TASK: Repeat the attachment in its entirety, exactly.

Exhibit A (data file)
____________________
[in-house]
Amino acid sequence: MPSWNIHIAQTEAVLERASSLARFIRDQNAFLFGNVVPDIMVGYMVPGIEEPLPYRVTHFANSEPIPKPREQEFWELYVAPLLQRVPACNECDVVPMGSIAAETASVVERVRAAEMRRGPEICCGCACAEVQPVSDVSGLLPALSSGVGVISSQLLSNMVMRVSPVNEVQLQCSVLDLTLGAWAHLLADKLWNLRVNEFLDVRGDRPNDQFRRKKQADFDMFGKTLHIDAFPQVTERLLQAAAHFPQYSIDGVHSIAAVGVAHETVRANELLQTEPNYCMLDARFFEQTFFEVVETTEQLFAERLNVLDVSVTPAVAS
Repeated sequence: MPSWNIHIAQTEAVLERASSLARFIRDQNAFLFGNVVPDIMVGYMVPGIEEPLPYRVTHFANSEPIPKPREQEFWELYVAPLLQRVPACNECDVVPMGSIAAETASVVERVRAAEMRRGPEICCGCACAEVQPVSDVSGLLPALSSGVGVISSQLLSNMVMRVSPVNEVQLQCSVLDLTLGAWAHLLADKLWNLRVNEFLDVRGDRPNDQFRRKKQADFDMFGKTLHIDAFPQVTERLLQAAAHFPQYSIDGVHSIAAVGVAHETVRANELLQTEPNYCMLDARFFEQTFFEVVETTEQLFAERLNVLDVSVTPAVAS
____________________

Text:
[in-house]
Amino acid sequence: MPSWNIHIAQTEAVLERASSLARFIRDQNAFLFGNVVPDIMVGYMVPGIEEPLPYRVTHFANSEPIPKPREQEFWELYVAPLLQRVPACNECDVVPMGSIAAETASVVERVRAAEMRRGPEICCGCACAEVQPVSDVSGLLPALSSGVGVISSQLLSNMVMRVSPVNEVQLQCSVLDLTLGAWAHLLADKLWNLRVNEFLDVRGDRPNDQFRRKKQADFDMFGKTLHIDAFPQVTERLLQAAAHFPQYSIDGVHSIAAVGVAHETVRANELLQTEPNYCMLDARFFEQTFFEVVETTEQLFAERLNVLDVSVTPAVAS
Repeated sequence: MPSWNIHIAQTEAVLERASSLARFIRDQNAFLFGNVVPDIMVGYMVPGIEEPLPYRVTHFANSEPIPKPREQEFWELYVAPLLQRVPACNECDVVPMGSIAAETASVVERVRAAEMRRGPEICCGCACAEVQPVSDVSGLLPALSSGVGVISSQLLSNMVMRVSPVNEVQLQCSVLDLTLGAWAHLLADKLWNLRVNEFLDVRGDRPNDQFRRKKQADFDMFGKTLHIDAFPQVTERLLQAAAHFPQYSIDGVHSIAAVGVAHETVRANELLQTEPNYCMLDARFFEQTFFEVVETTEQLFAERLNVLDVSVTPAVAS